STEINHATCHEE, Fla. - North Florida police officers and sheriff's deputies are giving back to a fellow deputy hit by two tragedies. Taylor County Deputy Robert Lundy was injured in a shooting rampage in Perry, Florida, in 2014. Then, a month ago, Hurricane Hermine hit his family's home in Steinhatchee hard -- nearly destroying it.
The storm caused tens of thousands of dollars in damage to Lundy's house and the family was left homeless and devastated. But, law enforcement from the Jacksonville, Clay County and Alachua County Sheriff's Offices are volunteering their time to help the Lundys rebuild.
The home was Deputy Lundy's dream home and having it damaged during Hermine was just another nightmare for his family to go through.
There really wasn't much the Lundy family could do as Hermine headed straight for them.
"We knew it was coming," Lundy told News4Jax.
Before Hermine made landfall at 1:30 a.m. September 2, Lundy grabbed his wife and two daughters in darkness and drove to higher ground. Firefighters then took them to safety.
"The only thing that you have time to think about is what is most important," said Deputy Lundy.
The Lundys were among dozens rescued as the category one hurricane barreled through the Gulf Coast. The next day, sunlight revealed the extent of the damage. Not only were there damaging winds and rain, there was also a 9-foot storm surge.
"So many people lost their homes and everything they own. It's very sad," Lundy said.
This storm was just another blow for a family that had been through so much.
In 2014, Lundy was a sheriff's deputy for Taylor County. He took his patrol car to the dealership and then started hearing screaming.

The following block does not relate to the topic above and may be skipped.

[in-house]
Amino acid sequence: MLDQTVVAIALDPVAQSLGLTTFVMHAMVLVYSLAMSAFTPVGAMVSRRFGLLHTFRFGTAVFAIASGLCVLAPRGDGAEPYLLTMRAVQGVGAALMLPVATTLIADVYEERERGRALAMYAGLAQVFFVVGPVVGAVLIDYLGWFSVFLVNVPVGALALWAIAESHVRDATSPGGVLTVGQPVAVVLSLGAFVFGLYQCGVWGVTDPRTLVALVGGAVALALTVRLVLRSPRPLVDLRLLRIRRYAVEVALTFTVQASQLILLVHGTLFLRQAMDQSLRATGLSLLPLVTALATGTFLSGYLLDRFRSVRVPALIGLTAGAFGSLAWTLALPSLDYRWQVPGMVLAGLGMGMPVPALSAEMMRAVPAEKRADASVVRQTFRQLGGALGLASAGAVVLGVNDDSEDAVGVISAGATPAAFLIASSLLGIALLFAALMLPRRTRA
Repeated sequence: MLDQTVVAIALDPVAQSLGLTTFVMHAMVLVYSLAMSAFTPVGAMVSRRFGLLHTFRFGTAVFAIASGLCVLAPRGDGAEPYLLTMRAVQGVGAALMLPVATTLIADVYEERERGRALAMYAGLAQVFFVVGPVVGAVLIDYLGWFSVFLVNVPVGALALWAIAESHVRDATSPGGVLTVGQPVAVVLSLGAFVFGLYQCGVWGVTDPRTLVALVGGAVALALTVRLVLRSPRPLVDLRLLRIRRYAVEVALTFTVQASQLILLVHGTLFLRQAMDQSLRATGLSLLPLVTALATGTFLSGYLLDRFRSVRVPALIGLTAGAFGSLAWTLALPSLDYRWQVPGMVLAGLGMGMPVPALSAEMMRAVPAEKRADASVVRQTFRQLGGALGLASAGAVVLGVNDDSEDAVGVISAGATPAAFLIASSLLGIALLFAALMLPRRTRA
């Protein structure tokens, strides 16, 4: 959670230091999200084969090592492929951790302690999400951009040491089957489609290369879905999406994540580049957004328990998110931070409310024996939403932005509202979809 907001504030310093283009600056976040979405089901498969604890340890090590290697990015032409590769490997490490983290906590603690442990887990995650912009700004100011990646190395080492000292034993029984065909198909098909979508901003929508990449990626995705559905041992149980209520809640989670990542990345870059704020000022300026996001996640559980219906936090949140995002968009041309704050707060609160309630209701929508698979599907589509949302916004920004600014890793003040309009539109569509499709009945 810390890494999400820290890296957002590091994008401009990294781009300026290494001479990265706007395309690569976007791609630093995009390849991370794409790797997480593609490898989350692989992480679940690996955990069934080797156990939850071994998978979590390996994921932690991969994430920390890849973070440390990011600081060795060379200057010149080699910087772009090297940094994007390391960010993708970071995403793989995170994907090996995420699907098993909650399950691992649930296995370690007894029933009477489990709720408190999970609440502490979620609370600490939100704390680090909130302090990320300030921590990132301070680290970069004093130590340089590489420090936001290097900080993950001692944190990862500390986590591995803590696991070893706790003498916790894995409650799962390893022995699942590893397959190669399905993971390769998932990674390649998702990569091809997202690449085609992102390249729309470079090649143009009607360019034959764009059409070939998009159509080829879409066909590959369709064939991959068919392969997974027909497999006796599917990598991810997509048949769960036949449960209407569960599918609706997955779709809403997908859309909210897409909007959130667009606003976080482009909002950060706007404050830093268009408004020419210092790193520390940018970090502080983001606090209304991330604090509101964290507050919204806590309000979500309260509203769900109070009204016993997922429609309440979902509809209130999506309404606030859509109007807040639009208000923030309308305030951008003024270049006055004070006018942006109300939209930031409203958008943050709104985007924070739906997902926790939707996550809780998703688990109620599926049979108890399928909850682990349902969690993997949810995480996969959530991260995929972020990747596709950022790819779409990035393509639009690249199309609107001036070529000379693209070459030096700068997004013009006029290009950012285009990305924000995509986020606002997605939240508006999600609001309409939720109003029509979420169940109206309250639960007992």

"An employee decided to drive his car through the front window of the dealership," Lundy told News4Jax.
The man came out with a shotgun, shooting two people and looking for more.
"I never saw him until after he shot me and he was going to shoot me again," recalled Lundy.
Lundy was hit in the stomach but was able to shoot back.
"It was crazy. It was very fast," he said.
Lundy did kill the gunman and stopped the rampage.
"He would have killed everybody in his path. From looking at him, and his eyes, he would have shot everybody that he could have that day," explained Lundy.
One man died, and Deputy Lundy nearly died, too. He was in a coma for weeks and in the hospital recovering for months. Lundy was left legally blind, in pain, unable to walk without a limp, and having to retire from the sheriff's office he loved. Despite that, he's alive and grateful.
"I've got to give all my credit to Jesus Christ. If it wasn't for him, I wouldn't be here. I wouldn't have the power to do what I did," Lundy said with emotion.
Fast forward two years later, and Lundy's bravery has not been forgotten. When others found out about his damaged home, they came out in force. Police from all over traveled on their days off, getting right to work to help the Lundy family rebuild.
"When a brother needs help, it's just like being next door, said Steve Zona, President of the Jacksonville Fraternal Order of Police.
Many don't even know Deputy Lundy or his family, they just heard about the need and volunteered their time.
"It's what we do," said Alex Bergamo with the Jacksonville Sheriff's Office. "He put himself on the line to save a lot of other people, and he is alive to talk about it."
Not only are these law enforcement volunteers helping to rebuild, they've also raised a lot of money too -- to help get the Lundys back on their feet."
"I have a very good support system. I am very thankful, very blessed," said Lundy. "Having people like this come out here for me and help my family the way they are, there's a lot of good in the world, too. And that's what I try to focus on more these days."
If you would like to help Deputy Lundy and his family in the recovery, there's a lot of ways to do that. There is a donation account set up here. The family could also use more supplies and volunteers. If you are interested, you can email Vic@wjxt.com.
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